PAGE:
Recruiting goes from back office to boardroom

August 13, 2013

(Any opinions expressed here are those of the author and not of Thomson Reuters)

During my McKinsey days, we often talked about how all our assets (the consultants) walked out the door each night. If you rationalize this focus on talent and knowledge assets as something unique to consulting firms, you would be wrong.

While companies are investing in knowledge management and have better defined processes, talent should be the number one priority for each company.

For every genius such as Steve Jobs, it takes hundreds of highly productive engineers, user interface designers and product managers to make breakthrough products come to life.

Talent strategies at companies are fast evolving. At the centre of this change, is one firmly established trend – the need to have recruiting enter the boardroom with data-driven insights that enable executive teams to build strategic plans. For example, a Fortune 50 technology company uses insights into available talent pools before deciding on investments in facilities. In India, Biocon utilizes insights on who visits their employee profiles to enhance its employment brand.

According to LinkedIn’s India Recruiting Trends survey 2013, five out of 10 recruiters in India believe that their organization utilizes data effectively to make intelligent hiring decisions, which is more than twice the global average. While this may seem a pleasing statistic, over the years recruitment has been gradually relegated from a skill to a process at many Indian companies. Job openings are identified reactively, multiple job boards often hosting the same resumes are consulted as a matter of habit and companies hope the right talent will be available when they need it. Worse yet, this process mindset has come to mean that data is often mistakenly equated with data-driven insights.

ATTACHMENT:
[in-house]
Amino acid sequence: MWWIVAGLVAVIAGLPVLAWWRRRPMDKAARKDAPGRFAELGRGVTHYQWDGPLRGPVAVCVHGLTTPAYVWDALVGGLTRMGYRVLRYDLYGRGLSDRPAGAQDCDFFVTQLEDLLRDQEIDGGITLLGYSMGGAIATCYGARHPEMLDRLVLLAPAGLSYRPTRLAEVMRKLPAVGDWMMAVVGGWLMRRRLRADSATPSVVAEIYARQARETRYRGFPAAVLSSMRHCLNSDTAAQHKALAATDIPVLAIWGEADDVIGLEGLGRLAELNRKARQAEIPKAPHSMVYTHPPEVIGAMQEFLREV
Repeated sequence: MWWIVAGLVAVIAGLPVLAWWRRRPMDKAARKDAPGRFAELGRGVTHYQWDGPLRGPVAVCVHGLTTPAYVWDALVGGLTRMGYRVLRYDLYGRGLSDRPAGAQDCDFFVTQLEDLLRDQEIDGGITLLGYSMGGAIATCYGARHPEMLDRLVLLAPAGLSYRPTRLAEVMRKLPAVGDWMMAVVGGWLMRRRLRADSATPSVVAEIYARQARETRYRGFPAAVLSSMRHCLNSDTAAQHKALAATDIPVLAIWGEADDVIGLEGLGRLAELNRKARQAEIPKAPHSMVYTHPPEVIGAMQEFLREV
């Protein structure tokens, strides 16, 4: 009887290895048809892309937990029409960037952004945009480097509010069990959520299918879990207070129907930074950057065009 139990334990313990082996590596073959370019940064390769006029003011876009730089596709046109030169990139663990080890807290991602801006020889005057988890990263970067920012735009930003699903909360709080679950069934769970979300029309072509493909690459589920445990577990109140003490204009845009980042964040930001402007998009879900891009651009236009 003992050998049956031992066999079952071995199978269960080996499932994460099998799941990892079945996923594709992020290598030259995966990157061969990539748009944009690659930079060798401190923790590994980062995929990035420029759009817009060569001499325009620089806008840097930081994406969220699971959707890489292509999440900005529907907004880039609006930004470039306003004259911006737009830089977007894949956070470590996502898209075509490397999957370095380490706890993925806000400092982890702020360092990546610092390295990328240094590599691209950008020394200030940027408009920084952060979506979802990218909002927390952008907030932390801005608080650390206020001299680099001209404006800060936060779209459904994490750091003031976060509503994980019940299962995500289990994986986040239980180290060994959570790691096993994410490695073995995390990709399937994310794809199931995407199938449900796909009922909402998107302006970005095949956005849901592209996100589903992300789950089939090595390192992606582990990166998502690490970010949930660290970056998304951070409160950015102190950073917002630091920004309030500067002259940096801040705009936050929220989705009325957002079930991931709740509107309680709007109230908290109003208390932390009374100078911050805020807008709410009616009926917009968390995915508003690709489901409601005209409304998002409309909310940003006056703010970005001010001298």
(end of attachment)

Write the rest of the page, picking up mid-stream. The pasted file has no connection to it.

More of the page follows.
Here are some ways to ensure the use of relevant data in elevating your HR function to being an integral part of the boardroom:

Efficient recruiting has to do with quality, not quantity. Instead of tracking the number of applicants to a position (quantity metric), we really should ask for the number of qualified candidates identified (quality metric). As leaders, we must do a better job of framing what is important to help run our business better (for example, track qualified leads not volume of leads in sales).

Boardrooms are generally preparing for the future, not investigating the past. The recent trend of building and nurturing your talent brand is a great example of HR using forward-looking insights in line with a company’s business needs. In an era of increasing transparency, consumers and candidates increasingly make decisions based not only on the quality of a company’s products, but also based on what’s behind it, be it the company’s mission, vision, culture or values. Companies are benefiting financially too – a stronger employment brand can halve your company’s cost-per-hire and re-energize your existing workforce.

Proactively identifying threats and opportunities for talent is critical. For example, mapping out talent flows to and from your company and competitors helps optimize existing priorities. Being aware of latest skill trends will allow you to adapt talent strategies ahead of the others, thus building a database of potential candidates to gain competitive advantage.

Just as the adoption of IT made everyone a technology company, increasing competition for top talent is making everyone a talent company. CEOs that prioritise the talent function will attract the best new talent and equip their organisations with the right information for better strategic decisions. Companies failing to embrace this reality will lose in this era of data-driven insights and boardrooms that respect the increasingly decentralized and participatory nature of talent management.

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